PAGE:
"Yes, you are. You're frightened of the future. You're afraid of a future where killing a dragon isn't going to make you a true Viking. You're afraid of a future where fighting a dragon doesn't define us as a people anymore. But is that really true?"
The room got quieter.
"Now I didn't see how many dragons flew off when you broke up their nest, but Astrid and I saw how many there were when we were inside it. We haven't seen nearly that many around the village. Who's to say that the others might not take up raiding again? And was that monster the only one of its kind? I think there's plenty of things out there that we need to be concerned about. But you're letting your fear of the future make you angry and you're taking your anger out on Stoick. Some of you think you need a different leader. But different doesn't always mean better. I think we need to let the future happen for a while before we decide how we want to live it."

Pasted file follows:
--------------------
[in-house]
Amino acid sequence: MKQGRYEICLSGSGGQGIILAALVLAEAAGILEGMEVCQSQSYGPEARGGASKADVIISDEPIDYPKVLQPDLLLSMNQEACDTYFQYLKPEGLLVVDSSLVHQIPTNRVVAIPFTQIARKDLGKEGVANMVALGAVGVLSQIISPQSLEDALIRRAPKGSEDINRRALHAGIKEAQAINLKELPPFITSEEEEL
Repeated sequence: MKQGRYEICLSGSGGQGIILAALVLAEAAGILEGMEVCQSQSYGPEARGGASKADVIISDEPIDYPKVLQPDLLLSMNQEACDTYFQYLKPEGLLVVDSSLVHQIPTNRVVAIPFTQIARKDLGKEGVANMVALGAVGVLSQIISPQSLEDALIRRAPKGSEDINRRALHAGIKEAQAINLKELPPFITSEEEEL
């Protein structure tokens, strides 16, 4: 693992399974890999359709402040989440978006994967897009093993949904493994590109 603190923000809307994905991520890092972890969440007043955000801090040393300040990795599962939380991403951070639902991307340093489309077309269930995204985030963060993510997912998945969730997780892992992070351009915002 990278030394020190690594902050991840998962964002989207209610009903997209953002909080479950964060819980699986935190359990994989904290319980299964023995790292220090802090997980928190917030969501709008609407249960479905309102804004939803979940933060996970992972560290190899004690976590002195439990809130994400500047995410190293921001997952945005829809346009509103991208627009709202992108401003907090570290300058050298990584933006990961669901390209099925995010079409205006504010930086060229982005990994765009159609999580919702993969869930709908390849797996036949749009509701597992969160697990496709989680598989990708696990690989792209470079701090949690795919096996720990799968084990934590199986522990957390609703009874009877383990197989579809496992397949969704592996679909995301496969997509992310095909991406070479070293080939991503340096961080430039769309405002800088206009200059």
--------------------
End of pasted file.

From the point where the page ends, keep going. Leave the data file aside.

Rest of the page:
He looked around the room, many faces lost in shadows, many others lost in thought. Standing there for that length of time had started to take its toll on his injured leg. He looked up at his father and said,
"My leg is starting to hurt, Dad, I'm going home."
"Alright, son. I'll see you there in a while."
Hiccup slowly walked away from the fireplace toward the exit. Astrid hurried up to his side and offered her arm to Hiccup to help support him. The other youngsters followed after.
"It's a sorry lot we are to have to have a boy tell us what were about," Gobber said after taking a sip from his mug.
"He's hardly a boy anymore, Gobber," Stoick replied.
"Oh, ay, but it's true all the same."
The object of these observations was slowly but surely making his way to his home with some help from Astrid and plenty of moral support from the others. Even the twins, Ruff and Tuff, were refraining from their usual bickering.
"That was really amazing what you said in there, Hiccup. I don't think you have all that much to be afraid of anymore," Astrid offered.
"Oh, you mean all that? I guess so. But we still have a lot to be concerned about. I wasn't kidding about the rest of the dragons and what might be left on that island."